Asia is a throbbing continent, not only because of its breath-taking momentum in economic growth, but also in terms of the heart-wrenching stack of security threats it faces.
From Afghanistan to Iraq and to Syria, from the South China Sea disputes to the North Korean and Iranian nuclear issues and to the Israeli-Palestinian feud, the world's largest continent is rife with smoking guns and simmering tensions.
Making the picture even grimmer is the unfortunate reality that those conventional security challenges are intermingled with such unconventional ones as terrorism, cross-border crime, natural disasters and cyber security.
Whether left over from history or stemming from modern geopolitical rivalry, the miscellaneous menaces serve as a stark reminder that a viable way must be found to safeguard Asian security so as to sustain the continent's as well as the world's pursuit of development and prosperity.
That responsibility falls first and foremost on the shoulders of Asians. Asia is the home of Asians, and Asian security immediately concerns their vital interests. Thus it is an inherent and inescapable duty of Asians to keep their own courtyard in order.
And Asian nations are capable of fulfilling that sacred mission. They share boundaries and histories, they understand their own fundamental and strategic interests, and, more importantly, more and more of them are joining hands for common security.
The mounting attention on the Conference on Interaction and Confidence Building Measures in Asia, a pan-Asian security mechanism whose fourth summit just concluded in Shanghai on Wednesday, is a vivid embodiment of Asian nations' shared will.
The joint commitment is particularly imperative against the backdrop of a security environment that subjects Asia to multiplying uncertainties as outside players are scrambling to maintain their interests in the dynamic continent.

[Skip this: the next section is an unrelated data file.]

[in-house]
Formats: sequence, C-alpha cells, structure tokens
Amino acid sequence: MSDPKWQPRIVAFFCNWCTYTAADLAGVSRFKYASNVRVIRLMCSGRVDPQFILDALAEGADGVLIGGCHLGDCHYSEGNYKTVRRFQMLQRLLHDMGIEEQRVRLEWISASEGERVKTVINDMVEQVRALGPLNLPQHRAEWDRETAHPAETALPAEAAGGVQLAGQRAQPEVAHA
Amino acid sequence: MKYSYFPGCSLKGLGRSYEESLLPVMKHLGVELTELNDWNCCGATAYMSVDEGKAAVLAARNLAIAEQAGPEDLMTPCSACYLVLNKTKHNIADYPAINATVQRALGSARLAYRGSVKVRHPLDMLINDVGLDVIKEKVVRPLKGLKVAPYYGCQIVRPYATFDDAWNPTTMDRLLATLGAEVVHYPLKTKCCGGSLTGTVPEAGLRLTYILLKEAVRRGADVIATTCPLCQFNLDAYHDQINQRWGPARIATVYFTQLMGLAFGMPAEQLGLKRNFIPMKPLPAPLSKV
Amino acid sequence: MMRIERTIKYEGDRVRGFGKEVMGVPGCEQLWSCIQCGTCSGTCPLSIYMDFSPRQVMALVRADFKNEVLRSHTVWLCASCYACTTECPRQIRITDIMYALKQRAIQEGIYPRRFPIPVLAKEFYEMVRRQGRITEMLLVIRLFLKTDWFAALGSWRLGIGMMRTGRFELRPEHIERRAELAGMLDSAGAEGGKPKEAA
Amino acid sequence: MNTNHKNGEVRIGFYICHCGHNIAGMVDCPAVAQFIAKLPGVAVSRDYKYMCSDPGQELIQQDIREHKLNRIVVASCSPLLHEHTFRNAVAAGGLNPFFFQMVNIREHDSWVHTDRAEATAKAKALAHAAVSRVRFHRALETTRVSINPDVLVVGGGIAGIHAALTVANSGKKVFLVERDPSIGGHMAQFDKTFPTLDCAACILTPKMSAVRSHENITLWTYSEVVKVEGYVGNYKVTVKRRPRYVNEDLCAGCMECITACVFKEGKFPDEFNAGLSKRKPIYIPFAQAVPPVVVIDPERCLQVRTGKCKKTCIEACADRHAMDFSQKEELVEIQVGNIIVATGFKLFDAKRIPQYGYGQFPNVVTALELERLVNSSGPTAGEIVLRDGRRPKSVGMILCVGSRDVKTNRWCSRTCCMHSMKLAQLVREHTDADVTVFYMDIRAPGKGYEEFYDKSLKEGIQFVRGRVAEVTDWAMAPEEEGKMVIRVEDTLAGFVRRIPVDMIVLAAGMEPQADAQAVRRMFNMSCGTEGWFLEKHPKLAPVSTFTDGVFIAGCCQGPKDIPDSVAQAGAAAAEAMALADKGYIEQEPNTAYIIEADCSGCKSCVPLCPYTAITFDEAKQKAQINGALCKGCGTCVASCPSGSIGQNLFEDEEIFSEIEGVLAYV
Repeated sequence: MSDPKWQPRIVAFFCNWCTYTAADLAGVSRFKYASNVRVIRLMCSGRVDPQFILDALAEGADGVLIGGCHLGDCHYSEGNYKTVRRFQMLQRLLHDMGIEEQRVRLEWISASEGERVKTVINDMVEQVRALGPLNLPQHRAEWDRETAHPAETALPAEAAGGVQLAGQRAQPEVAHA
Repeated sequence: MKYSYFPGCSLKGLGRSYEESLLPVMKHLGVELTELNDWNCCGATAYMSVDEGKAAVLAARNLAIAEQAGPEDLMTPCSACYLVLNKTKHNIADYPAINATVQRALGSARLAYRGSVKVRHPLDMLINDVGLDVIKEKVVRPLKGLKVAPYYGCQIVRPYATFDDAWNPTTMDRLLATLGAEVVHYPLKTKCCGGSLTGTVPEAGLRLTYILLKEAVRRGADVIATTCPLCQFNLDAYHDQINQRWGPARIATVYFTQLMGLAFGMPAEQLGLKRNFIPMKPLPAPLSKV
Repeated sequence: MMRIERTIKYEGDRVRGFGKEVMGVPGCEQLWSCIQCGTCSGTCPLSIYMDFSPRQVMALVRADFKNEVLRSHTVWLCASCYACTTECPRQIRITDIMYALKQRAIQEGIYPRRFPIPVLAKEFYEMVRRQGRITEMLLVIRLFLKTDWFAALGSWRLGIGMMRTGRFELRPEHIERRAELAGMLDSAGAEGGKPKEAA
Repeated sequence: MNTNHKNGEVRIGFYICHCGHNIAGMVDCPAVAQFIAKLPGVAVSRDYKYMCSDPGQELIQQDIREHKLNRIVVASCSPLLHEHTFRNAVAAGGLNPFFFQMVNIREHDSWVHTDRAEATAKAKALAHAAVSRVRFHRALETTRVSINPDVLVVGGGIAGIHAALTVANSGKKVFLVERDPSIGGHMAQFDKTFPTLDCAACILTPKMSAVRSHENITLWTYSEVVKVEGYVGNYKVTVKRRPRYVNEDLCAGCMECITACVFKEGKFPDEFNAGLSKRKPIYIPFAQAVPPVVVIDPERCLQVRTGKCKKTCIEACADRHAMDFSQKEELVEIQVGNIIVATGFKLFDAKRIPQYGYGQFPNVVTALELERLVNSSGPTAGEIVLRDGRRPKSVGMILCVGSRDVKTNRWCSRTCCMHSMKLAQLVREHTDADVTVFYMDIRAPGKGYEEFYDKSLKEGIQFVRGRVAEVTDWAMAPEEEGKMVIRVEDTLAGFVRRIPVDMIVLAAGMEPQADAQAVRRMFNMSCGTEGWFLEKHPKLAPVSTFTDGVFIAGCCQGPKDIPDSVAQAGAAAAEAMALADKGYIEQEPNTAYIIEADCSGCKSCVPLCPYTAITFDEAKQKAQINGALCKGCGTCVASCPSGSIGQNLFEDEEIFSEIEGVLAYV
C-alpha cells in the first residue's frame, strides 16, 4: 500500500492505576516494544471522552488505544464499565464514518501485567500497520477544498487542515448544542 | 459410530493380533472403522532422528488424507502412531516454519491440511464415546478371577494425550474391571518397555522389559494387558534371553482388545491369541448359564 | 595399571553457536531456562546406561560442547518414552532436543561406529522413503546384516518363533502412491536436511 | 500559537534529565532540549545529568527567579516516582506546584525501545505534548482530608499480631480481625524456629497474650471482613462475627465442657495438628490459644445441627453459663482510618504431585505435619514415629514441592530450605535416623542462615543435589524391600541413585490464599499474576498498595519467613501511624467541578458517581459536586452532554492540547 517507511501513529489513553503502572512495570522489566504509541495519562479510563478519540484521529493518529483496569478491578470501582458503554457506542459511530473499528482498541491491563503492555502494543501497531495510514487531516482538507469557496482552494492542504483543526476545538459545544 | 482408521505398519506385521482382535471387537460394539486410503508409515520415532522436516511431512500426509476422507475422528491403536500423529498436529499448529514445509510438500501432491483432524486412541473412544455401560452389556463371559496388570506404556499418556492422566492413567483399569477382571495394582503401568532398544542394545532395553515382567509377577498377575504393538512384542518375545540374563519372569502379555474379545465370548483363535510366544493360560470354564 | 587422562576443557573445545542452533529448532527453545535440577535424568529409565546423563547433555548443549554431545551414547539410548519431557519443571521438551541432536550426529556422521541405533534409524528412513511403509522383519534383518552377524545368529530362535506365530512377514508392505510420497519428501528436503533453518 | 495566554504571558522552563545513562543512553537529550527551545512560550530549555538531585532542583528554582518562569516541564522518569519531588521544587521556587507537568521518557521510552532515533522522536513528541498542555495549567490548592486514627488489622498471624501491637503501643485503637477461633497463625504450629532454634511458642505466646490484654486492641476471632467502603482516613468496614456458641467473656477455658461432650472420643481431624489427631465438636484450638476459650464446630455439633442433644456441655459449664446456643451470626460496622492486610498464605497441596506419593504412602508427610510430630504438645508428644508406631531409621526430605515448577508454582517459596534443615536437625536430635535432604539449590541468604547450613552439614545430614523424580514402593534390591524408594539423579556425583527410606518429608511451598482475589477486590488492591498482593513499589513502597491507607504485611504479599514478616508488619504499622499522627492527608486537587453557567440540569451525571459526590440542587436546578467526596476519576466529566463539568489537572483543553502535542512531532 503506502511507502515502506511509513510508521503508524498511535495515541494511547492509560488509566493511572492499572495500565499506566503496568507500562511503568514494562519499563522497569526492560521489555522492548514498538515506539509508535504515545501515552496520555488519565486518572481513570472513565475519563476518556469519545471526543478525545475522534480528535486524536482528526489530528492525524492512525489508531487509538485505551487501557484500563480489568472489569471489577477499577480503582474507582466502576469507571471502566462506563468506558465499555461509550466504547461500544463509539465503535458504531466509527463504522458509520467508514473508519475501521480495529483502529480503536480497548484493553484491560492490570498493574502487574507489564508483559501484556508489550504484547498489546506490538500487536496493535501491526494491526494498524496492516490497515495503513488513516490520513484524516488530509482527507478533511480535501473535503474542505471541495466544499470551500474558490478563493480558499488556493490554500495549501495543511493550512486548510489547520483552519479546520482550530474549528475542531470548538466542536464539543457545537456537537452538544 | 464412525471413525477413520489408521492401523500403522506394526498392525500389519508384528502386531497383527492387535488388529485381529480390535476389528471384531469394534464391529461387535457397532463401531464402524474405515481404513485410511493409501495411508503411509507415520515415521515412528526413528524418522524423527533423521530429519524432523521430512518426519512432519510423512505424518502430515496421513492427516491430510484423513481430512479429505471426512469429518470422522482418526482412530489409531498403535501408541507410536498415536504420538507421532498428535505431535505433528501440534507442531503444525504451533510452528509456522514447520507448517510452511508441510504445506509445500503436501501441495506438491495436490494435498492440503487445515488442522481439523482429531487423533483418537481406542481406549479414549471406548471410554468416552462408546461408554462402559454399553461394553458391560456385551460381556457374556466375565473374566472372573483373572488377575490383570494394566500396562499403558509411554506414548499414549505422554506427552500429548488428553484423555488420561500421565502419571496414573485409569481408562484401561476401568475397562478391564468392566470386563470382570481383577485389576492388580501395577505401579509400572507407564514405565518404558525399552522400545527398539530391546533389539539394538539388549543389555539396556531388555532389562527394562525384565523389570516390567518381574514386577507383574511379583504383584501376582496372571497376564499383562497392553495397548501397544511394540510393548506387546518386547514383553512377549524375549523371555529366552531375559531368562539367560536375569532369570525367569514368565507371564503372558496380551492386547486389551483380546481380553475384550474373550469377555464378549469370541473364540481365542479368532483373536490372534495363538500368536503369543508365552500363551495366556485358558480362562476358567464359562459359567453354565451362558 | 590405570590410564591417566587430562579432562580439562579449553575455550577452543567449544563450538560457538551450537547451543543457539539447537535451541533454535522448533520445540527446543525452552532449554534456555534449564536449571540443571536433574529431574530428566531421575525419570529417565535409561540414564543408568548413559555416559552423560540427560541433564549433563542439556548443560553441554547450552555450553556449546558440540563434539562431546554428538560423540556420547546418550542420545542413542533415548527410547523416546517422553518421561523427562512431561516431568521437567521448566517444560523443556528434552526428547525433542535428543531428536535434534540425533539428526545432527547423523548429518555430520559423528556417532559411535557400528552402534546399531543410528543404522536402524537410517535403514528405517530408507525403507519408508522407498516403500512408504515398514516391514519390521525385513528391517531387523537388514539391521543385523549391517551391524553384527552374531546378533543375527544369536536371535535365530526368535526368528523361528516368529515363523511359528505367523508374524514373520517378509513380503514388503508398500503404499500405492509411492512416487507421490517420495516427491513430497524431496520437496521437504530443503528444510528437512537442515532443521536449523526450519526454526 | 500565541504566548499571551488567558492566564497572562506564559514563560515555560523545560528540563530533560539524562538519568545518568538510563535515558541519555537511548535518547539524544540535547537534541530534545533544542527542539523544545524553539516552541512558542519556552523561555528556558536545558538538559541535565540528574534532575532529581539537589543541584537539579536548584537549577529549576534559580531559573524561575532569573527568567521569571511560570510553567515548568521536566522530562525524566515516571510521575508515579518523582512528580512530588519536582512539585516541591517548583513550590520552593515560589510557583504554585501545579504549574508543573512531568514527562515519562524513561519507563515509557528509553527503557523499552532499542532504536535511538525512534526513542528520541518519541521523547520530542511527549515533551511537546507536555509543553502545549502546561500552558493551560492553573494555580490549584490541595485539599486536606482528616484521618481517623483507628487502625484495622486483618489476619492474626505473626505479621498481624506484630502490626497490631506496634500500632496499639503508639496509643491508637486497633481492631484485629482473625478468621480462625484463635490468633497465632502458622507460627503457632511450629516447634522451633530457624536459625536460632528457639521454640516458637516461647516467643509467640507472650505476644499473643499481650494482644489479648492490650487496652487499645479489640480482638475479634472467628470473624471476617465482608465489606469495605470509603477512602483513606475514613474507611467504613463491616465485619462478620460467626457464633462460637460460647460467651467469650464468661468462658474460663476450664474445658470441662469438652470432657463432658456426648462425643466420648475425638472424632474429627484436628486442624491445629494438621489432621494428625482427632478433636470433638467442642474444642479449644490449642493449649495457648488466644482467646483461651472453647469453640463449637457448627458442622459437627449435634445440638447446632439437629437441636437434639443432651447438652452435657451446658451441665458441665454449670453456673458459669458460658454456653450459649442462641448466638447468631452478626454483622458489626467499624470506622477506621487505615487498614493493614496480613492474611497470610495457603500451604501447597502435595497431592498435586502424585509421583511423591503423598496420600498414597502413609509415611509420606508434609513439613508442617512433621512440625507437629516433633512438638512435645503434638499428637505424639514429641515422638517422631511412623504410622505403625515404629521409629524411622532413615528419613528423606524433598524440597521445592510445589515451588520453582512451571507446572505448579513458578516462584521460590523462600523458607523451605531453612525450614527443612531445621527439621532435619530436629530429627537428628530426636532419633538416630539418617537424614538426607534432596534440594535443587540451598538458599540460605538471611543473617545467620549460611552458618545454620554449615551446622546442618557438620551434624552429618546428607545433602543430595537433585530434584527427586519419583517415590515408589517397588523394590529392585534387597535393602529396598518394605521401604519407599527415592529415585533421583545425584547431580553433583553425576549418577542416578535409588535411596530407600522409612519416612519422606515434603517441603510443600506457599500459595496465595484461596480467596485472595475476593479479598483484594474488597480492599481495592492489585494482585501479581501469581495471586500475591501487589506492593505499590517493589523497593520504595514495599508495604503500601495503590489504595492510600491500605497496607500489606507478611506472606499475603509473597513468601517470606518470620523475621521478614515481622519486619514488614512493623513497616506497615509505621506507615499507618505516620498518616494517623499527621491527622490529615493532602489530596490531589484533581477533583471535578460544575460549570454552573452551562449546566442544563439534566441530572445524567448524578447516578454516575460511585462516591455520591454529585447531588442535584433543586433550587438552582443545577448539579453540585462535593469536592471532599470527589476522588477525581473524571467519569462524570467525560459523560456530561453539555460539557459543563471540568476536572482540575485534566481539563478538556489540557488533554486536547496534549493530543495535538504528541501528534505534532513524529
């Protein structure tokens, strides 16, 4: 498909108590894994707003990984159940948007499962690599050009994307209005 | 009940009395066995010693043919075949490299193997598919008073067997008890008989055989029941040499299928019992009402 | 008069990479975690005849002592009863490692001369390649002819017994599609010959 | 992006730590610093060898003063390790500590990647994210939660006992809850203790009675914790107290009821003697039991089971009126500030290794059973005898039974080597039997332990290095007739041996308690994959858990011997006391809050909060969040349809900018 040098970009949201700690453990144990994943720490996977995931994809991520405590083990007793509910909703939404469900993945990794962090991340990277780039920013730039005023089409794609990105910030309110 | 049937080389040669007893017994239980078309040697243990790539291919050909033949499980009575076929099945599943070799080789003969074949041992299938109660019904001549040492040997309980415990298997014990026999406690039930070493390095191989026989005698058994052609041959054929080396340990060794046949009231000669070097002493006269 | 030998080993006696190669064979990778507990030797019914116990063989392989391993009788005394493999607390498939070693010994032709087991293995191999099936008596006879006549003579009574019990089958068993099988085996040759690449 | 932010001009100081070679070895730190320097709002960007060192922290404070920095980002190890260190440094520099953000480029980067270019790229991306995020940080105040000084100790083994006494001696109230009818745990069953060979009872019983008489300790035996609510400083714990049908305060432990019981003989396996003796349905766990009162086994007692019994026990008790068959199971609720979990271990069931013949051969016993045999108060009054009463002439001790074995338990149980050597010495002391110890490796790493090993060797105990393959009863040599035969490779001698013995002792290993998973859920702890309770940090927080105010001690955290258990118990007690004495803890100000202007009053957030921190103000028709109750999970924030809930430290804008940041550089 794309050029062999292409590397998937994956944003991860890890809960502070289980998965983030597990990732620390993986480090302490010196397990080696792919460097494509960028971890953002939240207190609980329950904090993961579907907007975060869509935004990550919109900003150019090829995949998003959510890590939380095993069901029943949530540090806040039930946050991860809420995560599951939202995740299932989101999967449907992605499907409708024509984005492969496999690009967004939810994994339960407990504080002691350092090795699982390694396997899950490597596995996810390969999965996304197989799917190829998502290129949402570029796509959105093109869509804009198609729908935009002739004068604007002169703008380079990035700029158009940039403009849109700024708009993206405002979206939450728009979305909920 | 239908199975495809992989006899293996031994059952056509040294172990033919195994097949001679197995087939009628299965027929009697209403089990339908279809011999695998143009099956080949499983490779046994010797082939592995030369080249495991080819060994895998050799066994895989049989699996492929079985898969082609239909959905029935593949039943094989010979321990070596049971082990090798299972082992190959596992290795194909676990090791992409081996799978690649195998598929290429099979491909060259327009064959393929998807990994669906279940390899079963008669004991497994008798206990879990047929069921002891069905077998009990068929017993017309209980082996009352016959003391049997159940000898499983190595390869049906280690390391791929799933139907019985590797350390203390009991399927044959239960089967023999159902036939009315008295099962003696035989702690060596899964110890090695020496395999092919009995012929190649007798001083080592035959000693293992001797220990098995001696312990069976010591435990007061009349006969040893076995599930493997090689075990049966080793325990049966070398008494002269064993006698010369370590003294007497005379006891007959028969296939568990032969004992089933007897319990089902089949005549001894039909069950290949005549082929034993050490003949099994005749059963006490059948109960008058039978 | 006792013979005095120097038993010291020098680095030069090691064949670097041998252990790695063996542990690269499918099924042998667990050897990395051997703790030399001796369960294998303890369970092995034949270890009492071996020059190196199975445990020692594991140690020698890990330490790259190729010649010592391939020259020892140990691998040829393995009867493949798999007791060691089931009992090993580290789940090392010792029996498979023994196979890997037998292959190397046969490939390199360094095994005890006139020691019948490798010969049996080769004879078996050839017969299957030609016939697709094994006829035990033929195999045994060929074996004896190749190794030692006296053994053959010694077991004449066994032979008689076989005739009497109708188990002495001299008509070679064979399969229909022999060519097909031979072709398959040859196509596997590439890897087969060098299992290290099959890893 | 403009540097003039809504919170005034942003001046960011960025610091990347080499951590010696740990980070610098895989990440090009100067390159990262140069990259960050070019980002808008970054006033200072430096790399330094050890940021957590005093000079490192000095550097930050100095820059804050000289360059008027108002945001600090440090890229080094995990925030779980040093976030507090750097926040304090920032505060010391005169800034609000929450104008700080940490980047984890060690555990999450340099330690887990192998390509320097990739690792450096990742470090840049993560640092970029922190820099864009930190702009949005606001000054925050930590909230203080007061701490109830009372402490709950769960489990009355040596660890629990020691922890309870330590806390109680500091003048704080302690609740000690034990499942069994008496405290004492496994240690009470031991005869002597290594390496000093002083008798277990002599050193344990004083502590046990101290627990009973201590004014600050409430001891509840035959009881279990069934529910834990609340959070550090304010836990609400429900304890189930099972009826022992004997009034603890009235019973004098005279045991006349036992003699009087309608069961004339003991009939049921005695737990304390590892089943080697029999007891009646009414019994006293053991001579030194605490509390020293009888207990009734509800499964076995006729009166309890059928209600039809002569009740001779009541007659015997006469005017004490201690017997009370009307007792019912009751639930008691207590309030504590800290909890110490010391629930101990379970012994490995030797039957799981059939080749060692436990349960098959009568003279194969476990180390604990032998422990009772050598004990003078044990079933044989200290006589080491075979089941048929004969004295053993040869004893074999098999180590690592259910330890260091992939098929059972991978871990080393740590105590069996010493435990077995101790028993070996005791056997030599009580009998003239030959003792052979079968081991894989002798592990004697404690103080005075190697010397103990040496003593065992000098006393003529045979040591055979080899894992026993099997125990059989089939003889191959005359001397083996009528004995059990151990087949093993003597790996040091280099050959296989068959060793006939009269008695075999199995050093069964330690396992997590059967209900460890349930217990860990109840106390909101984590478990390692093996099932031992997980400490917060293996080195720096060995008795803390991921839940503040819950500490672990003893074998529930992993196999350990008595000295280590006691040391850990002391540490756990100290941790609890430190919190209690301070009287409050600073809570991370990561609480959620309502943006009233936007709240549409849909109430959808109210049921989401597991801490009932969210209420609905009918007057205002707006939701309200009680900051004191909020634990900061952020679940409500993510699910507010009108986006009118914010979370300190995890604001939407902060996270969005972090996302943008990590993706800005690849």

The increasing assertiveness of certain claimants in the South China Sea disputes, accompanied by the US rebalancing to Asia, has already sounded the alarm.
It is high time that Asian nations take concrete measures to boost dialogue, deepen mutual understanding and cement strategic trust.
The primary role of Asians in safeguarding Asian security does not mean that outsiders should be prohibited from playing any part in Asian affairs. Asia belongs to Asians, but it also belongs to the world.
The era of the Monroe Doctrine is a long-gone chapter of history; the increasing global interdependence today makes a mockery of any attempt of any country - not to mention the most populous continent on the planet - to cocoon itself from the rest of the world.
Yet in order to maintain Asian security and vitality, players from other parts of the world need to play a constructive role.
They should refrain from starting fires and stoking flames. Instead, they should help ease tensions and promote good faith.
After all, a peaceful and prosperous Asia benefits not only its own inhabitants but also all others sharing the same planet.
The author is a writer with the Xinhua News Agency.